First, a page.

Washington, D.C.,September 4, 2008—Debates over the ethics of research using human embryonic stem cells continue long after the Bush Administration’s ban on federal tax-funding for such research. But, a new report from the Competitive Enterprise Institute calls into question whether, ethics aside, stem cell research is even a sensible expenditure of taxpayer dollars.
Governmentstem cell research programs, such as California’sProposition 71, are bureaucratic, wasteful, and mired in political controversy,argue Sigrid Fry-Revere, J.D., Ph.D., and Molly Elgin, authors of Public Stem Cell Research Funding: Boon orBoondoggle? And, becausestem cell research is inherently speculative and politically controversial, thepublic would be best served if governments left it to the private sector.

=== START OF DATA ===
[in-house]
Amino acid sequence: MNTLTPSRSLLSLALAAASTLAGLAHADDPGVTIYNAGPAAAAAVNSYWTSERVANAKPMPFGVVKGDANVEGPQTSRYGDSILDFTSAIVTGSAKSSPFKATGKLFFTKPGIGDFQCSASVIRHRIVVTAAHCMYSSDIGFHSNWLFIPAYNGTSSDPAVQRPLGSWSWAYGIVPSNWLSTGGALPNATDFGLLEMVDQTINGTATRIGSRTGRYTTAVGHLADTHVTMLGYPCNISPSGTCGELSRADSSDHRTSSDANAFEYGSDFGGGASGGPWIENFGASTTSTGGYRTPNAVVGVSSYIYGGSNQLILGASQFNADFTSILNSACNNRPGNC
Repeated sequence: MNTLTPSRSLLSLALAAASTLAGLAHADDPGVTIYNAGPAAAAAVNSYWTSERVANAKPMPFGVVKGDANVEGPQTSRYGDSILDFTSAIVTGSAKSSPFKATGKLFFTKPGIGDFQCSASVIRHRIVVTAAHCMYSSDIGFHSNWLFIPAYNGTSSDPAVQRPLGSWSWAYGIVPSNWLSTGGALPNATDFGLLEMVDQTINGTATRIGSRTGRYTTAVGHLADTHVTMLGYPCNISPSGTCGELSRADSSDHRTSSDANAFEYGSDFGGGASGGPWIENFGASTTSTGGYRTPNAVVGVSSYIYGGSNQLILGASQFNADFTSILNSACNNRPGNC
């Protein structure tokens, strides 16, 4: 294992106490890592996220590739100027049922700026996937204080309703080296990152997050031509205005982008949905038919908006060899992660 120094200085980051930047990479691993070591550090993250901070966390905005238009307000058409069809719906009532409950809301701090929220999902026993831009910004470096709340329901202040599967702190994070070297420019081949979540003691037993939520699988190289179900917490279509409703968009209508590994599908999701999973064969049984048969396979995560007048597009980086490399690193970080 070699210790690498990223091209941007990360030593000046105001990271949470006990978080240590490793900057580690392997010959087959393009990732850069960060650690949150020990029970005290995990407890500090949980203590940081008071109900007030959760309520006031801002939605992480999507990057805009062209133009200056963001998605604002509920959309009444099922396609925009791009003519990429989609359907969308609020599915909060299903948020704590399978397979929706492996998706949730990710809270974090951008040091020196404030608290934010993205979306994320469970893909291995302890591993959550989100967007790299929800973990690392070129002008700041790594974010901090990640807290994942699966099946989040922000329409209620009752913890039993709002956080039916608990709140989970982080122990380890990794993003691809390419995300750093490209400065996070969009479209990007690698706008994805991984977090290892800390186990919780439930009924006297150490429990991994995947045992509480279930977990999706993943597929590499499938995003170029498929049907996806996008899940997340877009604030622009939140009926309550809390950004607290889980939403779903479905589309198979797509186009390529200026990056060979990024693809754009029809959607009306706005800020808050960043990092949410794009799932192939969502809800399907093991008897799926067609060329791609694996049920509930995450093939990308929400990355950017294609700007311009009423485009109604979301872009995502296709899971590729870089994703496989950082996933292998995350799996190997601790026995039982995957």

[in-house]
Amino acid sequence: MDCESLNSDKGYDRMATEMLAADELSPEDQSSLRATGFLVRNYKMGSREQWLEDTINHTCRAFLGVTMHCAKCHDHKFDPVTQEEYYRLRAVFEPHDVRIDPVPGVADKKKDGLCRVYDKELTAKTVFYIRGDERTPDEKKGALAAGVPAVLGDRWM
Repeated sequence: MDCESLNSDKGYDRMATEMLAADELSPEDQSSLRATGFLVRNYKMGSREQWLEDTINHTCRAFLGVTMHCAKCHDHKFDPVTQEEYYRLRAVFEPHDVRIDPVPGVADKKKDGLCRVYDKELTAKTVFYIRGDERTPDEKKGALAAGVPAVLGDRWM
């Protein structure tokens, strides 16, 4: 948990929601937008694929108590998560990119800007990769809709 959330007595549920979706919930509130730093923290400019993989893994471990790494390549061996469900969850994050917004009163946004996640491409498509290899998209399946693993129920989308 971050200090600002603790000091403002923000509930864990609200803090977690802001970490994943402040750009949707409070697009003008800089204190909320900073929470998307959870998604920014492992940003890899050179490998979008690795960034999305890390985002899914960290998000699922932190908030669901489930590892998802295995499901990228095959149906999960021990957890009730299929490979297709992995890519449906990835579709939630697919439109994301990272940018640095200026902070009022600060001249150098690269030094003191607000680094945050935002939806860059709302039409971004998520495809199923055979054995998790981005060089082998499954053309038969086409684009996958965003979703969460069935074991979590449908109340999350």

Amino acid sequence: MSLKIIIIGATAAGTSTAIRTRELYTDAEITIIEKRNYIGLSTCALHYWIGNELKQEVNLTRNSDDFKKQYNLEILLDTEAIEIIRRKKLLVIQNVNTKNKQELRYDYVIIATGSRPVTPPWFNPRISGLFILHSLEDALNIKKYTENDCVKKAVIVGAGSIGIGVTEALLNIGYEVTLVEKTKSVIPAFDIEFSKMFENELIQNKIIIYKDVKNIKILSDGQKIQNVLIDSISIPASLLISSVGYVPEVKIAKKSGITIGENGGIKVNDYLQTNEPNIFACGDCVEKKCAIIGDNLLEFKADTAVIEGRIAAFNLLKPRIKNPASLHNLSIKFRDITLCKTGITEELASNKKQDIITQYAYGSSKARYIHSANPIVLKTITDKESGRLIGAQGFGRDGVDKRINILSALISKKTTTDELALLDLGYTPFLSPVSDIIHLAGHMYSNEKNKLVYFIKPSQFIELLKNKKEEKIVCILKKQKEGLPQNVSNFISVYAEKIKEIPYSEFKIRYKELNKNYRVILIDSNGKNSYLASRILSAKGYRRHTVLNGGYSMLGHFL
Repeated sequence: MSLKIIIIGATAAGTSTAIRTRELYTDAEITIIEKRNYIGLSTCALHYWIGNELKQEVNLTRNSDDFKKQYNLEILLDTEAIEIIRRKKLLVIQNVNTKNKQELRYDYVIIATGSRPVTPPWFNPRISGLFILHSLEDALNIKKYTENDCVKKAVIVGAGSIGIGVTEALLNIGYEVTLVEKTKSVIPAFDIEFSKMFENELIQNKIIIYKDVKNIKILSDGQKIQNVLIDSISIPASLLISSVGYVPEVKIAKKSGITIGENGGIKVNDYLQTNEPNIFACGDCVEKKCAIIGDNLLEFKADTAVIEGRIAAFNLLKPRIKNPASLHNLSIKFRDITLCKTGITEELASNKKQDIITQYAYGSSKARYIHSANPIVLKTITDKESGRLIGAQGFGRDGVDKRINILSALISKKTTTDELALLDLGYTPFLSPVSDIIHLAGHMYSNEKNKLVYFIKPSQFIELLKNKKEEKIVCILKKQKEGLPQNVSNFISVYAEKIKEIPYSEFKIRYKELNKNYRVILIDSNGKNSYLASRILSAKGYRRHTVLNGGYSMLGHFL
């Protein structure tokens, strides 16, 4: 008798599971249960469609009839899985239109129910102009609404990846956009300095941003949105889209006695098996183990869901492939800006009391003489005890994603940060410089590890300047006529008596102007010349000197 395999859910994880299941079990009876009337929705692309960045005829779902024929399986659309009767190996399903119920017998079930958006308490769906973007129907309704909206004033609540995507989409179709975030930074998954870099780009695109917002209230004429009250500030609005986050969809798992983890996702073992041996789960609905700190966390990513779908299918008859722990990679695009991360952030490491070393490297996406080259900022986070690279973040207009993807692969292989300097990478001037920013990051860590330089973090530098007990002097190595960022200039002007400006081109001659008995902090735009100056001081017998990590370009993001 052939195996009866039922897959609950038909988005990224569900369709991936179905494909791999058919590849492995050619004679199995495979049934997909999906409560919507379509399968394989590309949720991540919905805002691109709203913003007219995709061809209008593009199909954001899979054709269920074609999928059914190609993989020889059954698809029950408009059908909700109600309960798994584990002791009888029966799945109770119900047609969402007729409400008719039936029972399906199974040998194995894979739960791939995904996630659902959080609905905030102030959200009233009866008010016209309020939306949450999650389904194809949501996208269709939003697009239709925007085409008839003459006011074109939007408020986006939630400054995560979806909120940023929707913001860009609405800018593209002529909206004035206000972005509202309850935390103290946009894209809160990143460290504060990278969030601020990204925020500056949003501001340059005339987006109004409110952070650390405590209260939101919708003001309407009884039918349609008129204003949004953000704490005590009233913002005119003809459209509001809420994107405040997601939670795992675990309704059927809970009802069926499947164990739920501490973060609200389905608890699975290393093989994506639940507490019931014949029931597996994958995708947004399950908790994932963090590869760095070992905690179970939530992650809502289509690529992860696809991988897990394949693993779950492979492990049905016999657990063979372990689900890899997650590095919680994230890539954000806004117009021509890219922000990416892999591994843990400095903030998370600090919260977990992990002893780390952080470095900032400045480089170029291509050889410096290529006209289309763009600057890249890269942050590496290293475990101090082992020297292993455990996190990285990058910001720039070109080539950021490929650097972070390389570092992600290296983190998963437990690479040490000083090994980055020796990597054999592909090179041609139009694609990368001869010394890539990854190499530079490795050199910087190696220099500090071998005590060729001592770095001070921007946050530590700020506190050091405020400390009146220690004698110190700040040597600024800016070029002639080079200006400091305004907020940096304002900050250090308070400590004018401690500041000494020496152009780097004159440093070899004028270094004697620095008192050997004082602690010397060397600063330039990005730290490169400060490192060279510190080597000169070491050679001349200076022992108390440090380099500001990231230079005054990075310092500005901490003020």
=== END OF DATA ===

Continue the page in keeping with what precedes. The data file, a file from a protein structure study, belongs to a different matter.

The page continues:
“This is not a question of whether the research should be conducted, but whether public funding for it is justified,” said Fry-Revere. “It is impossible to know how successful this research will be or whether any individual projects will produce genuine medical treatments, and it is not the place of government to gamble with taxpayers’ money.”
The report documents how biotechnology companies, philanthropic organizations, andindividuals have already invested billions of dollars in various lines of stem cell research while debates over public funding continue unabated. “There is little risk that stem cell research will go unfunded,” said Elgin. “But, the politicized nature ofgovernment funding will mean more delays to the already lengthy research process and will make financial returns on taxpayer dollars even more doubtful.”
Read the report, Public Stem Cell Research Funding:Boon or Boondoggle?
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